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DTG Train Simulator Tech Article : Audio occlusion

Dovetail Games Train Simulator allows authors of rolling stock to add 'occlusion' to their audio blueprints. Occlusion determines how much the game sounds are attenuated (muffled) when heard from inside the cab or passenger view of a train. Without occlusion, all the external sounds will be just as loud when inside a vehicle as they are when outside.

Where the occlusion blueprint is referenced

There are two occlusion files that can be used - one for the cab and one for the passenger view. They are referenced under the relevant sections of the engine / wagon blueprint:

The bug in the game: There is a bug in Train Simulator when it comes to audio occlusion files. When building a passenger wagon and needing a carriage interior occlusion file, the same occlusion file must be referenced in the carriage interior interface AND the cab interior interface (even though passenger wagons do not have a cab). If the occlusion file is not listed for the cab as well, the audio occlusion does not work in the game.

The occlusion blueprint

The occlusion blueprint itself is very simple - it only has four values:

These four values are references to audio functions of the EAX audio system, and they determine exactly how the sound is muffled or attenuated.
Occlusion This is the amount by which the high frequency sounds are attenuated, in dB x 100. In the example above, the value is -1800, which equates to a attenuation of -18dB.
Occlusion LF ratio Shown in the blueprint as 'Occlusion L fratio', this is the ratio used to calculate how much the low frequency sounds are attenuated. The value must be in the 0.0 - 1.0 range and it is a percentage scalar of the overall high frequency occlusion. When this value is 0.0, it means the low frequency sounds have no attenuation - they will be as loud as they are when outside the cab. When this value is 1.0, it means the low frequency sounds have the same attenuation as the high frequency sounds - the dB value listed next to 'occlusion'. This is because in real life, low frequencies carry further and are harder to muffle.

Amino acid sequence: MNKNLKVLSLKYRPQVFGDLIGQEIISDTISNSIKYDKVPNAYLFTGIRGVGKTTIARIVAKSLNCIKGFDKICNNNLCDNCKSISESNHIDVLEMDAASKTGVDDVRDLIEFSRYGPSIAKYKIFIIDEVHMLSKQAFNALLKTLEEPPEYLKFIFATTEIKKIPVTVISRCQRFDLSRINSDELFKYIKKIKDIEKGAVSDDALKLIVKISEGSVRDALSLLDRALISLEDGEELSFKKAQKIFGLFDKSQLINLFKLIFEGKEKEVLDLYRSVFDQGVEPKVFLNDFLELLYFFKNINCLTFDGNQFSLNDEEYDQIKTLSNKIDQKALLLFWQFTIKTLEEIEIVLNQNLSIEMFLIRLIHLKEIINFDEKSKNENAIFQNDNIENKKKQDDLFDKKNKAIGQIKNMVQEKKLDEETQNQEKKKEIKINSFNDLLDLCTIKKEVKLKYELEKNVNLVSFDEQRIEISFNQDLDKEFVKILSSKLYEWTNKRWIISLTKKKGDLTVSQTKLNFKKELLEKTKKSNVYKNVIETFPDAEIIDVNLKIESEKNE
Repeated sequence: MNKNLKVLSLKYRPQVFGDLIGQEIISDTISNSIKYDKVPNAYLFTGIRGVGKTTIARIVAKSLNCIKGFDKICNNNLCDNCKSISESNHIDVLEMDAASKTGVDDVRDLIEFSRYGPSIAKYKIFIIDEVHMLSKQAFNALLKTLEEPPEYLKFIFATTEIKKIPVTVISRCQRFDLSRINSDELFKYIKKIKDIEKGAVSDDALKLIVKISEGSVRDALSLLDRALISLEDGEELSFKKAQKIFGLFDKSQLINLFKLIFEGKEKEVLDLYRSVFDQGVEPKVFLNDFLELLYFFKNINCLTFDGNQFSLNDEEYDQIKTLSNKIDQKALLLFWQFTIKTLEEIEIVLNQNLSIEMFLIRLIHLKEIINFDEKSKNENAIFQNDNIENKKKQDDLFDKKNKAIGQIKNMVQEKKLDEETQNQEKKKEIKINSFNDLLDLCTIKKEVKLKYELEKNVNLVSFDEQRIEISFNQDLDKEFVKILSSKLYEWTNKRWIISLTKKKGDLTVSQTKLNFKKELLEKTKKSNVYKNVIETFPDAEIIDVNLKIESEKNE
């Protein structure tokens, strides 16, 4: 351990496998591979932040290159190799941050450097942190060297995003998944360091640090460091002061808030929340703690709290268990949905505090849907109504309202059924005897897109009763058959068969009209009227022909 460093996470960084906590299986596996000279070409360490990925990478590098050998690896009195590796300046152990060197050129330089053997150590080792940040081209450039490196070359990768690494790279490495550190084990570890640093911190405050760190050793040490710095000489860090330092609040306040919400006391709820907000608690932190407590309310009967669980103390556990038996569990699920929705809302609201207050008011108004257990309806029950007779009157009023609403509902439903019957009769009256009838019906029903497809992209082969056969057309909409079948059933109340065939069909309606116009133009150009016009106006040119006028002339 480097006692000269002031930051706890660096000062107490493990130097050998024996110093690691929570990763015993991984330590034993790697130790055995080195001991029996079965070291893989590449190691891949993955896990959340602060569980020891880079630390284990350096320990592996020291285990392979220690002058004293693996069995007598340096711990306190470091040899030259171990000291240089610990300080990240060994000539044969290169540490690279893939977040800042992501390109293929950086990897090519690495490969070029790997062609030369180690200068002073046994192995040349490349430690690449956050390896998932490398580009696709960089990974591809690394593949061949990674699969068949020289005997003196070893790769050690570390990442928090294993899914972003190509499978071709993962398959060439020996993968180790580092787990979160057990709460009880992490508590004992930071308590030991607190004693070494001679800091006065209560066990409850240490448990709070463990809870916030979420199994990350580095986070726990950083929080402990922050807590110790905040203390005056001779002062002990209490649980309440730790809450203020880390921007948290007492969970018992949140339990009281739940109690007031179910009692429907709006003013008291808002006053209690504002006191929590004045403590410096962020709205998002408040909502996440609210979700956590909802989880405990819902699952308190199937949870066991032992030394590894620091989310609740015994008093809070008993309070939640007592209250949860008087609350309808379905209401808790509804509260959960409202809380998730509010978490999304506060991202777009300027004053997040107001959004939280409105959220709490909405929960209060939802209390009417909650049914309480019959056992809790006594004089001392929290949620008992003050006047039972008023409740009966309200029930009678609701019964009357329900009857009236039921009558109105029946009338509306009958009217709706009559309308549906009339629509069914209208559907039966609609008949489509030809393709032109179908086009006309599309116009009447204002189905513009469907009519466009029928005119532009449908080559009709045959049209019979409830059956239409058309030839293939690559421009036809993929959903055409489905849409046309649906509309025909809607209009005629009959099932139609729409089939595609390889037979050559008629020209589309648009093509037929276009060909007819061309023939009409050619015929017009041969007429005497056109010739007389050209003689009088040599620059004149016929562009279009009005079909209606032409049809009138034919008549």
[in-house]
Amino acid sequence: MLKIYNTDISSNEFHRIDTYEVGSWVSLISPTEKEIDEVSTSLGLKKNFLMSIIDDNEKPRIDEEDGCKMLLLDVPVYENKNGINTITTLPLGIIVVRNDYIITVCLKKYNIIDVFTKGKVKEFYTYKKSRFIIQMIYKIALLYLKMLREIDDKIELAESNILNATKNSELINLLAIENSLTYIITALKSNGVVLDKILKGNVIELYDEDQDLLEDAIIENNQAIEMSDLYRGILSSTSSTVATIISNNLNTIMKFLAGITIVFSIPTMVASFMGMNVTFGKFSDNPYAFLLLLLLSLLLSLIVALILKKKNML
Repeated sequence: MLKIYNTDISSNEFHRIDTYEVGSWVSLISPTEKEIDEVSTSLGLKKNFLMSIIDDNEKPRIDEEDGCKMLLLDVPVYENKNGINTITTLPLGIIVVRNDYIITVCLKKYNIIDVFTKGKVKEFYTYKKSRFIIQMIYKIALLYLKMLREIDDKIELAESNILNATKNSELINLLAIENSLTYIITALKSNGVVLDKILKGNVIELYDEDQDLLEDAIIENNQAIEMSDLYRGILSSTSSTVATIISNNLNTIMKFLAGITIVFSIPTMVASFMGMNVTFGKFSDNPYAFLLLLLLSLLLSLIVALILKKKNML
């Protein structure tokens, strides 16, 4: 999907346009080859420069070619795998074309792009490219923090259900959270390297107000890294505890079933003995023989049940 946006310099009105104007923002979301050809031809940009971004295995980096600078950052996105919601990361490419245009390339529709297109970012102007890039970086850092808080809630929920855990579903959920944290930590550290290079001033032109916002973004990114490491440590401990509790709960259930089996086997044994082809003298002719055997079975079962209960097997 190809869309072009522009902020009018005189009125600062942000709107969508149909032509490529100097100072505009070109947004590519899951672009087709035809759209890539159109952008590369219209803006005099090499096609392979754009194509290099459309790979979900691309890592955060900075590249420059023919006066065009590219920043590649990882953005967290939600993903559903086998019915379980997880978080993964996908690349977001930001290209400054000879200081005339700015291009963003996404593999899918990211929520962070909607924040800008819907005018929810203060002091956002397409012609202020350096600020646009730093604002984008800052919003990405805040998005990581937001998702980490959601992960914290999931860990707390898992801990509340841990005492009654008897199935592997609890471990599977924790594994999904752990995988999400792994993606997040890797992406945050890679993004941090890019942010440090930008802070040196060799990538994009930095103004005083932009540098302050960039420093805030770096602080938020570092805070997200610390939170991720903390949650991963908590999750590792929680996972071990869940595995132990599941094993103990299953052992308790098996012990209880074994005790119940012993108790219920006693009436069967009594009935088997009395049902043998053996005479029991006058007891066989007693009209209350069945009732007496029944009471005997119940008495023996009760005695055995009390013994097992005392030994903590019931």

In the example above, the ratio is 0.33 meaning the low frequency sounds are 33% as attenuated as the high frequency sounds. In this case, about -5.9dB (0.33 x 18dB).
Occlusion room ratio This is the additional attenuation applied to reflected sounds. The EAX audio system can emulate sound reflection - the effect of sound bouncing off surfaces after it has entered an enclosed area. This value must be in the range of 0.0 to 10.0 and like the LF ratio, it is a scalar of the overall occlusion value. 0.0 means there is no attentuation for reflected sound, and 10.0 means the reflected sound is attenuate by 10x the occlusion value.
In the above example, the ratio is 0.66 meaning the reflected sounds are attenuated by about -11.9dB (0.66 x -18dB).
Occlusion direct ratio This value only works for EAX3.0 or later and it is a quick and dirty way to multiply all the previous values. For example setting this to 2.0 would double all the previous attentuation values. Generally speaking this should always be left at 1.0

Real-world examples

The following table gives some occlusion values for real-world materials, along with a good baseline for a modern sound-insulated train cab.

MaterialOcclusionLF ratioRoom ratio
Baseline insulated train cab-20000.60.6
Single-pane window-28000.710.43
Double-pane window-50000.400.24
Thin door-18000.660.66
Thick door-44000.640.27
Wood wall-40000.500.30
Brick wall-50000.600.24
Stone wall-60000.680.20
Curtain-12000.151.0